Ubuntu 10.04 Build Setup
This guide covers how to take a bone stock Ubuntu 10.04 system from out of the box to a full Cryptohaze dev environment for both CUDA and OpenCL. It assumes you have both an nVidia and an ATI GPU installed in the system, with the display attached to the ATI card (because otherwise it's more difficult - CUDA works better headless than ATI does, as ATI requires X11 to communicate with the card). We'll also install the Intel OpenCL runtime. If you have an AMD CPU, this step is not needed, because the AMD OpenCL SDK is for both their CPUs and GPUs.
If you think you'll just use the AMD OpenCL SDK with Intel, think again. Performance sucks. :)
Please go through all these steps carefully! I've tested them and they work. If not, please either fix them or ping me with details!
Install Ubuntu 10.04 Desktop 64-bit. Why? Because 32-bit sucks, that's why. You can make all this work on server, but I'm assuming this is a local development system, which you will be sitting in front of. I would highly suggest installing with only the ATI card - it's easier to make nVidia work after everything is set up.
After you've installed, update the system fully. This will bring you around to the newest kernel version, updated everything, etc. Why? Because you'll be installing kernel modules, and it's annoying to have to reinstall them after the system is up and running.
sudo apt-get update sudo apt-get dist-upgrade
Install the base packages you'll need - these are a good start on any Linux install.
sudo apt-get install build-essential screen vim ia32-libs openjdk-6-jre openjdk-6-jdk
You'll need to now download a bunch of things.
- ATI Driver for Linux (Currently Catalyst 12.1)
- ATI APP SDK for Linux
- nVidia developer drivers for Linux
- nVidia CUDA Toolkit for Ubuntu 10.04
- nVidia GPU SDK for Linux
- Intel OpenCL for Linux
- Boost from the website (1.47 or higher, currently 1.48).
- Netbeans (currently 7.1, and I like the "all" download)
Once these are all downloaded, proceed.
Install the ATI driver
https://help.ubuntu.com/community/BinaryDriverHowto/ATI is a good guide to this.
We'll be building a .deb package to install, as this should, in theory, improve the ability to actually uninstall it later on.
First, install libqtgui4:
sudo apt-get install libqtgui4
Now, change to your downloads directory, and run the installer to build the .deb packages:
sudo sh amd-driver-installer-12-1-x86.x86_64.run --buildpkg Ubuntu/lucid
This will probably pop up an Ubuntu package installer window - let it run, close when finished. It's just installing stuff it needs.
This will likely take a while to run. When it's done, you should have 4 packages created in Downloads - fglrx*.deb.
Now, install them.
sudo apt-get install dkms sudo dpkg -i *.deb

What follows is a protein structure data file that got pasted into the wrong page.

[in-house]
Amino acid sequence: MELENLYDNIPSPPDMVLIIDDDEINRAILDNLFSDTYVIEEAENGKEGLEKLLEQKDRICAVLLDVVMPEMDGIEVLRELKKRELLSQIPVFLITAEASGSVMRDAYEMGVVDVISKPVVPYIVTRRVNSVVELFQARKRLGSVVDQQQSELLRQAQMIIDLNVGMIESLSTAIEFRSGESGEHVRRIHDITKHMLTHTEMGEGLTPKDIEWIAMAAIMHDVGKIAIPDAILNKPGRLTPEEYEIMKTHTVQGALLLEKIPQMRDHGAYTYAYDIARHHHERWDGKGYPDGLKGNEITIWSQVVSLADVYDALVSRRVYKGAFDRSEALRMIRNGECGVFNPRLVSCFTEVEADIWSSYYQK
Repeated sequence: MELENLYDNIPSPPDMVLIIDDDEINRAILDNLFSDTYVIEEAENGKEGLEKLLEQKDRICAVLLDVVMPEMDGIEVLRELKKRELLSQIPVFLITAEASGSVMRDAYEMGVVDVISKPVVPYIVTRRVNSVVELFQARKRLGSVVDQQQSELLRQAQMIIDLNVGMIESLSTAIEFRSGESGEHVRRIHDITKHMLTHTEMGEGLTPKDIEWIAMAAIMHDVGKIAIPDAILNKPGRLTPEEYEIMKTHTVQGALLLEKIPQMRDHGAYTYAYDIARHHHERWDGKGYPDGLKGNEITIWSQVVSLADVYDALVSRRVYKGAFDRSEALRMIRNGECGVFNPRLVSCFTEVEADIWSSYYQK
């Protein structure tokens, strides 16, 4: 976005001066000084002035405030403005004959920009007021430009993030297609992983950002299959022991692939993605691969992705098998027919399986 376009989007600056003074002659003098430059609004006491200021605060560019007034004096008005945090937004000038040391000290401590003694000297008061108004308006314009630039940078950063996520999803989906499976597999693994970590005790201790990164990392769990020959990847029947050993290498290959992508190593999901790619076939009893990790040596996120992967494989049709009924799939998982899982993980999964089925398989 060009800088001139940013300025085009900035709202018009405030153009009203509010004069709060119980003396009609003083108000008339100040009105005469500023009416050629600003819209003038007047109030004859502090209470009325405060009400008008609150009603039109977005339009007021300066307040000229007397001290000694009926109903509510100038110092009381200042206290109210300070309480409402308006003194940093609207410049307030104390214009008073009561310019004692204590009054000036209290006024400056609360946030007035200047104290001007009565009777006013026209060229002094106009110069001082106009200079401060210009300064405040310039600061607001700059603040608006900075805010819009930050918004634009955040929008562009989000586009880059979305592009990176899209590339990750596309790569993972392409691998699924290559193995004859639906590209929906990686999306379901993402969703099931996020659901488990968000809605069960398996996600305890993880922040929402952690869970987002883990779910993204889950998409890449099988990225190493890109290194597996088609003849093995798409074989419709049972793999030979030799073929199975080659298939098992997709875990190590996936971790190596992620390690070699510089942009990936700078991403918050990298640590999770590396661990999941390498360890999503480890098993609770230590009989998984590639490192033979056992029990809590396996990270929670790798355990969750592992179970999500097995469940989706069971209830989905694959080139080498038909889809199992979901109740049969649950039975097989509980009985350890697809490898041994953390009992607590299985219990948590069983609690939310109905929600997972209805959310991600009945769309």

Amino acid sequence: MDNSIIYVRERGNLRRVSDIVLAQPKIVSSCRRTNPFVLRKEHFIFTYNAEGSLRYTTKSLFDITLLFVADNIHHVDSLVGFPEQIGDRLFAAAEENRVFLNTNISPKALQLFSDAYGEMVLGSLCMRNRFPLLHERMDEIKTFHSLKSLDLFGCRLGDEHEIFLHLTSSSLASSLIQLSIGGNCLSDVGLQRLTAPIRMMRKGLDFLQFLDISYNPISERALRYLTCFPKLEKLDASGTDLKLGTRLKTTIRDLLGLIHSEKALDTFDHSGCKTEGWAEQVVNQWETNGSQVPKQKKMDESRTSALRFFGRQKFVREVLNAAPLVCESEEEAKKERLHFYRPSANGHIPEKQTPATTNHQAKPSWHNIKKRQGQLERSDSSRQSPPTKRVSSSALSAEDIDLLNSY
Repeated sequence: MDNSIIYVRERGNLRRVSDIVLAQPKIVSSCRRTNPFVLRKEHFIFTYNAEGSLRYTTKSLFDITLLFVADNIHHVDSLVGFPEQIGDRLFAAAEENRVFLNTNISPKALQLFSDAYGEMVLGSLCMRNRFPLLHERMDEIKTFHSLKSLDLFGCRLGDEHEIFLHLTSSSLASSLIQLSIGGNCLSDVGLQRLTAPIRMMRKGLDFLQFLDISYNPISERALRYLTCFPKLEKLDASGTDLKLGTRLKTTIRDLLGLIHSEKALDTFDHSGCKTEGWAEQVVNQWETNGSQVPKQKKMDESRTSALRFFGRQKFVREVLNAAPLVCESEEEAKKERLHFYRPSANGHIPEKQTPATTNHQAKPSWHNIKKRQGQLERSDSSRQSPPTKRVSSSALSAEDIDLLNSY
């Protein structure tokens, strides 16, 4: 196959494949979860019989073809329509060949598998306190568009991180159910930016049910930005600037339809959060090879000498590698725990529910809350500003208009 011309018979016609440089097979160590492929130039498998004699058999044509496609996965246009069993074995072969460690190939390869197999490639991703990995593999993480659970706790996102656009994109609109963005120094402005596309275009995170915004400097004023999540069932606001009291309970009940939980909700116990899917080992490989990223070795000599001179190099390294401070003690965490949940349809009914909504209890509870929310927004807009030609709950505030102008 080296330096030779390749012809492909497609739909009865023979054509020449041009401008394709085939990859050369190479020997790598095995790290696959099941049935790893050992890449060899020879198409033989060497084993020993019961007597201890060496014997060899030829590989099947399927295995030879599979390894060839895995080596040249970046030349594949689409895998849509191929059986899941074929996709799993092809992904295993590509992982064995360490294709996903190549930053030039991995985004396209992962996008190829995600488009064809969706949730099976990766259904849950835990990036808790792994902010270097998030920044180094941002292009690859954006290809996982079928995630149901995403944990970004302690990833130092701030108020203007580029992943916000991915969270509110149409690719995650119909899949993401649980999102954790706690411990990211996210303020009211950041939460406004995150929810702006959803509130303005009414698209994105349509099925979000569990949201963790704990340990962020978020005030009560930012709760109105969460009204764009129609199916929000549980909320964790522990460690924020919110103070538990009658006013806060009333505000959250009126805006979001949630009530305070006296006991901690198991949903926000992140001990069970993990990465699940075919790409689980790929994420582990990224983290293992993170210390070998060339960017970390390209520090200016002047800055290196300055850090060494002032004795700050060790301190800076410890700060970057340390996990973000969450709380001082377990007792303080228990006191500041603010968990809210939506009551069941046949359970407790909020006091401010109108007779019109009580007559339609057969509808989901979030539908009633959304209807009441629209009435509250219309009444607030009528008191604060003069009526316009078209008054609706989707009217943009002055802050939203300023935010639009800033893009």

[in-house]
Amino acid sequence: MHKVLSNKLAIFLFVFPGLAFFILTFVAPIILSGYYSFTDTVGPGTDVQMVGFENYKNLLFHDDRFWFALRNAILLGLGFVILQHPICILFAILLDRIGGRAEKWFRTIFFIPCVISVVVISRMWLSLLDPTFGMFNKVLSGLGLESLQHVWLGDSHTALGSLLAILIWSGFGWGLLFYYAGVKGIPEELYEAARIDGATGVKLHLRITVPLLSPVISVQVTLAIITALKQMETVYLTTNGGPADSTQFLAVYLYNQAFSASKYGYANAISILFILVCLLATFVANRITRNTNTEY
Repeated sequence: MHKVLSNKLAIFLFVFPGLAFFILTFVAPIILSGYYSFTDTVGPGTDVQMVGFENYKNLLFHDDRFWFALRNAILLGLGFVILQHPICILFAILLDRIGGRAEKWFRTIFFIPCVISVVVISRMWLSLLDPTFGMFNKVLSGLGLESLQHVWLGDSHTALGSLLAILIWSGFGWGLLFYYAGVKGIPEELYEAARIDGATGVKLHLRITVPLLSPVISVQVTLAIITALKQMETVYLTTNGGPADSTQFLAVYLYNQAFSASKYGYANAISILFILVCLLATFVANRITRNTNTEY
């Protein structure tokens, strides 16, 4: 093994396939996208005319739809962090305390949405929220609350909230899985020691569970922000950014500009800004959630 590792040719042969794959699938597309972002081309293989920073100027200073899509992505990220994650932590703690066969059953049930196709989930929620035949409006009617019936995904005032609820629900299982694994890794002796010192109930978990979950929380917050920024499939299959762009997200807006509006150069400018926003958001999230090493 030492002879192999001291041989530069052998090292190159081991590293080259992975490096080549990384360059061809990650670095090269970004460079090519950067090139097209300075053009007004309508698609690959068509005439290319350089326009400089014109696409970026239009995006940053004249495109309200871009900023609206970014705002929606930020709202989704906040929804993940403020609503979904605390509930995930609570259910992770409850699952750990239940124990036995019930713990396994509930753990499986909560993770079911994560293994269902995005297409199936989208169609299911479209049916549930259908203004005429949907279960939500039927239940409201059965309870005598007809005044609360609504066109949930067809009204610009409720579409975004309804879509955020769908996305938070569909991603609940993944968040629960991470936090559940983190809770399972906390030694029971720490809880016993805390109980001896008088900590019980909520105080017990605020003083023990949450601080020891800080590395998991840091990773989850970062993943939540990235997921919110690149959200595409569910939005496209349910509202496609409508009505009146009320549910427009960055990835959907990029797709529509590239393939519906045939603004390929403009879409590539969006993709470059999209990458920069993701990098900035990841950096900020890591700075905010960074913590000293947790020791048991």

Check for errors, and if there are none, continue.
The next step is to set up the adapters:
sudo aticonfig --initial -f --adapter=all
This will overwrite your current /etc/X11/xorg.conf with the required data for the new driver.
Now, reboot. If all goes well, you'll start up with the new ATI driver. Since this is ATI and Linux we're talking about, good luck - if it fails, you're mostly on your own. Google for solutions until you get something working.
If you've started with a clean, shiny 10.04 install, and followed these steps exactly, there's a non-zero chance it will work out of the box. It did for me!
Once you've restarted, verify that things are working with:
You should get a description of your card version and it should actually run successfully.
You can also verify the build date of the fglrx module in the kernel:
dmesg | grep fglrx
Look for the line containing the module date, and verify that it's fairly recent.
If this is all done, you've successfully installed the ATI drivers under Linux! Congratulations! The hard part is done.
Now is a great time to physically install your nVidia card with no displays attached.
Install nVidia Drivers
Now you get to install the nVidia drivers.
NOTE: For whatever reason, GTX295s don't seem to play nice with ATI cards, at least in my system.
Step 1 is to blacklist any of the other drivers that may load.
Edit /etc/modprobe.d/blacklist.conf and add the following:
When the system comes back up, switch to the text console (ctrl-alt-F1) and log in. You need to kill off X to get the nVidia drivers installed:
sudo service gdm stop
Now, install the drivers:
sudo sh Downloads/NVIDIA_290*
Accept the license. The pre-install script failing is normal on Ubuntu.
Say "No" to 32-bit OpenGL libraries.
Say "No" to updating the X configuration file. This is important!
Now, because nVidia and ATI both like some of the same files (I think), you should probably reinstall the fglrx packages you created earlier, or the system may not bring up X again.
cd ~/Downloads sudo dpkg -i fglrx*.deb
If you do get a black screen with X11, reboot in recovery mode, and reinstall the fglrx packages you created.
Reboot, and you should be at X11 again, with both drivers installed.
However, the nVidia driver won't auto-create the device nodes unless X is started, or a tool is started as root. That's annoying.
So, borrowing from here: http://foldingforum.org/viewtopic.php?f=54&t=6793
We just create the nvidia nodes!
Create a new file: /etc/rc2.d/S99nvidia
Paste the following in it: